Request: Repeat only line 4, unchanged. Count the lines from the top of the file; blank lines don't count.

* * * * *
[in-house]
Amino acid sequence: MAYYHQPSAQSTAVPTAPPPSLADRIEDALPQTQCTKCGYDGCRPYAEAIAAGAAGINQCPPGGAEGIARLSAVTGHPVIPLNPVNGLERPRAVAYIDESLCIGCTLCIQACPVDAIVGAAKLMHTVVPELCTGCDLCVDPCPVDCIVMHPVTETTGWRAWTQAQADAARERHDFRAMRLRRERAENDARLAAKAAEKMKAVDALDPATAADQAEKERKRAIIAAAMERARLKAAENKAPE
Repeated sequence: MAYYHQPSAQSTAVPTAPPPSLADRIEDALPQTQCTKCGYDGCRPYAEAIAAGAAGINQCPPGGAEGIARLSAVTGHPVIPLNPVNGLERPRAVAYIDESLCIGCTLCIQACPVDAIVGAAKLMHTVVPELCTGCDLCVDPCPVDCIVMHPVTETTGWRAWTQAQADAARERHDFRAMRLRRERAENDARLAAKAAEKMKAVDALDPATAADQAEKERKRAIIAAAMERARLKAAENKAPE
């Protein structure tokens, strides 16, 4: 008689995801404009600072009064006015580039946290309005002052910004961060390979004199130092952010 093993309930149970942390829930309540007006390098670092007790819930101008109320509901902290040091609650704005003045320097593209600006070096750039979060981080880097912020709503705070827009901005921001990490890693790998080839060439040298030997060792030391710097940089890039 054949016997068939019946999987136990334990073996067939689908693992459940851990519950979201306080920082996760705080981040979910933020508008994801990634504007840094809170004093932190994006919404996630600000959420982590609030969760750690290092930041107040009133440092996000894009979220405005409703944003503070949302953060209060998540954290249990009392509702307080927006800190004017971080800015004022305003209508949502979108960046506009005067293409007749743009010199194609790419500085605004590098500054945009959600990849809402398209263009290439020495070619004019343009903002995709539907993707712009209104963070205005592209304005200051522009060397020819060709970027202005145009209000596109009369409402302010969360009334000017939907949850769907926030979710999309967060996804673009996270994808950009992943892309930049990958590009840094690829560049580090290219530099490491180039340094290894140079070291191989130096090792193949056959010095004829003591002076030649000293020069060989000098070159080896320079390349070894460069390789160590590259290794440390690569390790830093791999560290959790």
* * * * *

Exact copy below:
């Protein structure tokens, strides 16, 4: 008689995801404009600072009064006015580039946290309005002052910004961060390979004199130092952010 093993309930149970942390829930309540007006390098670092007790819930101008109320509901902290040091609650704005003045320097593209600006070096750039979060981080880097912020709503705070827009901005921001990490890693790998080839060439040298030997060792030391710097940089890039 054949016997068939019946999987136990334990073996067939689908693992459940851990519950979201306080920082996760705080981040979910933020508008994801990634504007840094809170004093932190994006919404996630600000959420982590609030969760750690290092930041107040009133440092996000894009979220405005409703944003503070949302953060209060998540954290249990009392509702307080927006800190004017971080800015004022305003209508949502979108960046506009005067293409007749743009010199194609790419500085605004590098500054945009959600990849809402398209263009290439020495070619004019343009903002995709539907993707712009209104963070205005592209304005200051522009060397020819060709970027202005145009209000596109009369409402302010969360009334000017939907949850769907926030979710999309967060996804673009996270994808950009992943892309930049990958590009840094690829560049580090290219530099490491180039340094290894140079070291191989130096090792193949056959010095004829003591002076030649000293020069060989000098070159080896320079390349070894460069390789160590590259290794440390690569390790830093791999560290959790």